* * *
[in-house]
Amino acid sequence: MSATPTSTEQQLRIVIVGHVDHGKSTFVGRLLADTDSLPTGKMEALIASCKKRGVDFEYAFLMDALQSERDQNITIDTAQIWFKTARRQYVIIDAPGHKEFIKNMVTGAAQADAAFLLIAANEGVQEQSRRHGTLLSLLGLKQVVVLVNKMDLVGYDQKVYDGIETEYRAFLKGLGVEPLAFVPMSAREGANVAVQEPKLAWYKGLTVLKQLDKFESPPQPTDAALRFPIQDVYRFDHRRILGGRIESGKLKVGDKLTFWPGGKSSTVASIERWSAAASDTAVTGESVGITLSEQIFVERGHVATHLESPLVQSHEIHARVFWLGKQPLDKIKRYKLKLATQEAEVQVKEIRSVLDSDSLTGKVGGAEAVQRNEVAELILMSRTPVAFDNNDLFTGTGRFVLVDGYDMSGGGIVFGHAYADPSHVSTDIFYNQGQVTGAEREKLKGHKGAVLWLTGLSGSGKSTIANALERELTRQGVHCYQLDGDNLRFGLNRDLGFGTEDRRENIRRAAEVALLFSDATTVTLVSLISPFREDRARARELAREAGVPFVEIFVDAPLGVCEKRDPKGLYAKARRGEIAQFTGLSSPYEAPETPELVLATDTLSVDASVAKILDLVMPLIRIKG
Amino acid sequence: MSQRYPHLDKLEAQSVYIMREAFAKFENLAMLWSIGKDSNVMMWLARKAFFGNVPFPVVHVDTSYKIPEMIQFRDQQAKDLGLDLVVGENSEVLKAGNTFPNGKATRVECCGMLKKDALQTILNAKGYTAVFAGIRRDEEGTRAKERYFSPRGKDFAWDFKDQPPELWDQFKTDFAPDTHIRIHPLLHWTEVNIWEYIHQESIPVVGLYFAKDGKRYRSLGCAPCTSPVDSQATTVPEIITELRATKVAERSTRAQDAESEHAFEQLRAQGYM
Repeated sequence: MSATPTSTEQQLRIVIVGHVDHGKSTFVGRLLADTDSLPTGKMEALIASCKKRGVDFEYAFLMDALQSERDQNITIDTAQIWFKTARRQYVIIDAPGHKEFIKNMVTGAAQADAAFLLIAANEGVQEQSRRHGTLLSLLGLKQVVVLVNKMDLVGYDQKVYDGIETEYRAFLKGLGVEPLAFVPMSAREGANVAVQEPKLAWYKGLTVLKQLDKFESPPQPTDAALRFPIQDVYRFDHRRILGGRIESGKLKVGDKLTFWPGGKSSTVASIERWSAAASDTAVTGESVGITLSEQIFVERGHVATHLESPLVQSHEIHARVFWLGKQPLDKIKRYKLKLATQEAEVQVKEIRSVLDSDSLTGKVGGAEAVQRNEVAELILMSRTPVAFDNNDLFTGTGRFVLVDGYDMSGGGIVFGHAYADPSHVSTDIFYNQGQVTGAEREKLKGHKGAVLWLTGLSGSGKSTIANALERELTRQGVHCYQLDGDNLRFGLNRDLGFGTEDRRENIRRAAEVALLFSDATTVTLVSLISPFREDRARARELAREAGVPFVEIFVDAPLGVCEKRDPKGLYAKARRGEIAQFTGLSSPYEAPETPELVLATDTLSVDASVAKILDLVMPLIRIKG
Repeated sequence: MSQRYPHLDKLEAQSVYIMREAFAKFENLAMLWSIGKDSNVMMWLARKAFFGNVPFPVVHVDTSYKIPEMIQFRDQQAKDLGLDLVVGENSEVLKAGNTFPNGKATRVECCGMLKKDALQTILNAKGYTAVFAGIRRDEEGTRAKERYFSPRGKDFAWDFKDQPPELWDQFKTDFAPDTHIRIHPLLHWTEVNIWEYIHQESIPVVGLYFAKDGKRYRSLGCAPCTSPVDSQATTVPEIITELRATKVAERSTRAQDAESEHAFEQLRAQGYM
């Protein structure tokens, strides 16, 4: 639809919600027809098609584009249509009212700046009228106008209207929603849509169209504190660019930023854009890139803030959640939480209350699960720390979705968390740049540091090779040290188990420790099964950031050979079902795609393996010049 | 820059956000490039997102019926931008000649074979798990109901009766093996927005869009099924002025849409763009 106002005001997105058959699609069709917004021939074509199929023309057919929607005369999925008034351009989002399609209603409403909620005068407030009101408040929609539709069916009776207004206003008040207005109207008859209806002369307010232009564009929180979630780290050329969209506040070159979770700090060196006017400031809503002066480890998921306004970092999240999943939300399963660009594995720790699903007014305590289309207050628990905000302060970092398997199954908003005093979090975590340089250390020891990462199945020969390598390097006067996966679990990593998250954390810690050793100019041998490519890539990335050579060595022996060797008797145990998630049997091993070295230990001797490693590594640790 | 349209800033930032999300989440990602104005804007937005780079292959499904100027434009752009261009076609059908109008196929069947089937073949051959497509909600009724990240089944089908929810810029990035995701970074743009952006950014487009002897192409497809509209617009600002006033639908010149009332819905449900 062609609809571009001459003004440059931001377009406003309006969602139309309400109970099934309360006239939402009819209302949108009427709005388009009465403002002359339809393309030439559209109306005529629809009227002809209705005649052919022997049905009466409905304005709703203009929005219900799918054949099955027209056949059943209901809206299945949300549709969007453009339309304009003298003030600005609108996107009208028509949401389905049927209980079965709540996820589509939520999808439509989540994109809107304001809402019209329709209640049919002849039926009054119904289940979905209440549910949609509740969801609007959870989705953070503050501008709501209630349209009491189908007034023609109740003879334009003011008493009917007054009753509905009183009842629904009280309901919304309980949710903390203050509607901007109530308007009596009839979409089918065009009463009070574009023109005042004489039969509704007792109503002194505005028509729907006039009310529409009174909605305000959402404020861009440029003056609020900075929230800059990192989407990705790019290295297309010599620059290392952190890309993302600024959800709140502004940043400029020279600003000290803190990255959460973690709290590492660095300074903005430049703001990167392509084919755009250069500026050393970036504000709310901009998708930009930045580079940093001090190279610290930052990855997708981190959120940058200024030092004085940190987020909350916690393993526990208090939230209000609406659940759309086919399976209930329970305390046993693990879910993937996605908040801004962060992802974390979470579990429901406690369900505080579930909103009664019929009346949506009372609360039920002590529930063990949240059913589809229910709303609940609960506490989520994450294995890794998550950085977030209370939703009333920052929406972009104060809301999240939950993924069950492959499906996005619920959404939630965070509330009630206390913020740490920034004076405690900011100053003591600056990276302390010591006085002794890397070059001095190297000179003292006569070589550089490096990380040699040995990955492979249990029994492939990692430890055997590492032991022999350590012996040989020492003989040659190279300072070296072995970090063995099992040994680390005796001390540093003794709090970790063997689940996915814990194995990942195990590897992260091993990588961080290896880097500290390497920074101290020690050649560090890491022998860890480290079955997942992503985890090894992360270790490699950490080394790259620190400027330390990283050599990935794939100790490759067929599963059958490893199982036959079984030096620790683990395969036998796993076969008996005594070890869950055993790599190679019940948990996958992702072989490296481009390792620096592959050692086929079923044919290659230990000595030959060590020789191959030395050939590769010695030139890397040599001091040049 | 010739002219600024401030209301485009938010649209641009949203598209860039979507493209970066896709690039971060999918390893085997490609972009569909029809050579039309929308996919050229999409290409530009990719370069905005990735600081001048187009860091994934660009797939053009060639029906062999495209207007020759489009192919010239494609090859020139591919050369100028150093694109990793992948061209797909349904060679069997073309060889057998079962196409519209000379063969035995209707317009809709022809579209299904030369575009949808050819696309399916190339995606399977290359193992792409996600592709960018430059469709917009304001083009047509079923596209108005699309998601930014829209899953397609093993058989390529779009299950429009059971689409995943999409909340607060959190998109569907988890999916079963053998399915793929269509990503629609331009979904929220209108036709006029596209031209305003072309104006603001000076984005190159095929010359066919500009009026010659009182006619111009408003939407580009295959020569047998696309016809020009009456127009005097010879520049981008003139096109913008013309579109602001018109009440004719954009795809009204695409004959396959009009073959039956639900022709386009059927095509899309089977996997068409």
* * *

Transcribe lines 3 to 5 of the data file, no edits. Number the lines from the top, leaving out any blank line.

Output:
Amino acid sequence: MSQRYPHLDKLEAQSVYIMREAFAKFENLAMLWSIGKDSNVMMWLARKAFFGNVPFPVVHVDTSYKIPEMIQFRDQQAKDLGLDLVVGENSEVLKAGNTFPNGKATRVECCGMLKKDALQTILNAKGYTAVFAGIRRDEEGTRAKERYFSPRGKDFAWDFKDQPPELWDQFKTDFAPDTHIRIHPLLHWTEVNIWEYIHQESIPVVGLYFAKDGKRYRSLGCAPCTSPVDSQATTVPEIITELRATKVAERSTRAQDAESEHAFEQLRAQGYM
Repeated sequence: MSATPTSTEQQLRIVIVGHVDHGKSTFVGRLLADTDSLPTGKMEALIASCKKRGVDFEYAFLMDALQSERDQNITIDTAQIWFKTARRQYVIIDAPGHKEFIKNMVTGAAQADAAFLLIAANEGVQEQSRRHGTLLSLLGLKQVVVLVNKMDLVGYDQKVYDGIETEYRAFLKGLGVEPLAFVPMSAREGANVAVQEPKLAWYKGLTVLKQLDKFESPPQPTDAALRFPIQDVYRFDHRRILGGRIESGKLKVGDKLTFWPGGKSSTVASIERWSAAASDTAVTGESVGITLSEQIFVERGHVATHLESPLVQSHEIHARVFWLGKQPLDKIKRYKLKLATQEAEVQVKEIRSVLDSDSLTGKVGGAEAVQRNEVAELILMSRTPVAFDNNDLFTGTGRFVLVDGYDMSGGGIVFGHAYADPSHVSTDIFYNQGQVTGAEREKLKGHKGAVLWLTGLSGSGKSTIANALERELTRQGVHCYQLDGDNLRFGLNRDLGFGTEDRRENIRRAAEVALLFSDATTVTLVSLISPFREDRARARELAREAGVPFVEIFVDAPLGVCEKRDPKGLYAKARRGEIAQFTGLSSPYEAPETPELVLATDTLSVDASVAKILDLVMPLIRIKG
Repeated sequence: MSQRYPHLDKLEAQSVYIMREAFAKFENLAMLWSIGKDSNVMMWLARKAFFGNVPFPVVHVDTSYKIPEMIQFRDQQAKDLGLDLVVGENSEVLKAGNTFPNGKATRVECCGMLKKDALQTILNAKGYTAVFAGIRRDEEGTRAKERYFSPRGKDFAWDFKDQPPELWDQFKTDFAPDTHIRIHPLLHWTEVNIWEYIHQESIPVVGLYFAKDGKRYRSLGCAPCTSPVDSQATTVPEIITELRATKVAERSTRAQDAESEHAFEQLRAQGYM